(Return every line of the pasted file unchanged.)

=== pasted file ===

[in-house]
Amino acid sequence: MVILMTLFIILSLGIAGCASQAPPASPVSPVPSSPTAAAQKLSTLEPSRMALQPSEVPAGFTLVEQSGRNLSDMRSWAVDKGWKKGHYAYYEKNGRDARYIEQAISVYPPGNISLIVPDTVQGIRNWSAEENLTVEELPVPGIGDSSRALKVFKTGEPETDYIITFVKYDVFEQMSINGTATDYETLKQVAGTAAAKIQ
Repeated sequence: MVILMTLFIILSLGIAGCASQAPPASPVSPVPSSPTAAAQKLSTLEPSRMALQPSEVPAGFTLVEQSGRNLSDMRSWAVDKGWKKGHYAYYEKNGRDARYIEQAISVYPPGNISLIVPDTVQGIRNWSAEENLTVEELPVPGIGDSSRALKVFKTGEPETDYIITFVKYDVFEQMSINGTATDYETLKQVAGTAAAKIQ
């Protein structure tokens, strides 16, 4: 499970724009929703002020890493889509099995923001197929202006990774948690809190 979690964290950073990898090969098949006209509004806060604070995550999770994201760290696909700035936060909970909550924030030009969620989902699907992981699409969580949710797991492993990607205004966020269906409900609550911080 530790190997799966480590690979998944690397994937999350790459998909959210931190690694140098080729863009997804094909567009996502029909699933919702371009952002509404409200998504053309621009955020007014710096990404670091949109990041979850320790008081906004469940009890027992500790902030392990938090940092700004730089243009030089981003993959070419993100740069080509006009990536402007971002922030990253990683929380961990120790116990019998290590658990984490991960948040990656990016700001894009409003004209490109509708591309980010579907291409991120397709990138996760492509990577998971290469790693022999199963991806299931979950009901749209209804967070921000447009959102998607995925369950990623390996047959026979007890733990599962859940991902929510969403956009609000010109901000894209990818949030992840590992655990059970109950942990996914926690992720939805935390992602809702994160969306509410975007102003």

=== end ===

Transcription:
[in-house]
Amino acid sequence: MVILMTLFIILSLGIAGCASQAPPASPVSPVPSSPTAAAQKLSTLEPSRMALQPSEVPAGFTLVEQSGRNLSDMRSWAVDKGWKKGHYAYYEKNGRDARYIEQAISVYPPGNISLIVPDTVQGIRNWSAEENLTVEELPVPGIGDSSRALKVFKTGEPETDYIITFVKYDVFEQMSINGTATDYETLKQVAGTAAAKIQ
Repeated sequence: MVILMTLFIILSLGIAGCASQAPPASPVSPVPSSPTAAAQKLSTLEPSRMALQPSEVPAGFTLVEQSGRNLSDMRSWAVDKGWKKGHYAYYEKNGRDARYIEQAISVYPPGNISLIVPDTVQGIRNWSAEENLTVEELPVPGIGDSSRALKVFKTGEPETDYIITFVKYDVFEQMSINGTATDYETLKQVAGTAAAKIQ
């Protein structure tokens, strides 16, 4: 499970724009929703002020890493889509099995923001197929202006990774948690809190 979690964290950073990898090969098949006209509004806060604070995550999770994201760290696909700035936060909970909550924030030009969620989902699907992981699409969580949710797991492993990607205004966020269906409900609550911080 530790190997799966480590690979998944690397994937999350790459998909959210931190690694140098080729863009997804094909567009996502029909699933919702371009952002509404409200998504053309621009955020007014710096990404670091949109990041979850320790008081906004469940009890027992500790902030392990938090940092700004730089243009030089981003993959070419993100740069080509006009990536402007971002922030990253990683929380961990120790116990019998290590658990984490991960948040990656990016700001894009409003004209490109509708591309980010579907291409991120397709990138996760492509990577998971290469790693022999199963991806299931979950009901749209209804967070921000447009959102998607995925369950990623390996047959026979007890733990599962859940991902929510969403956009609000010109901000894209990818949030992840590992655990059970109950942990996914926690992720939805935390992602809702994160969306509410975007102003």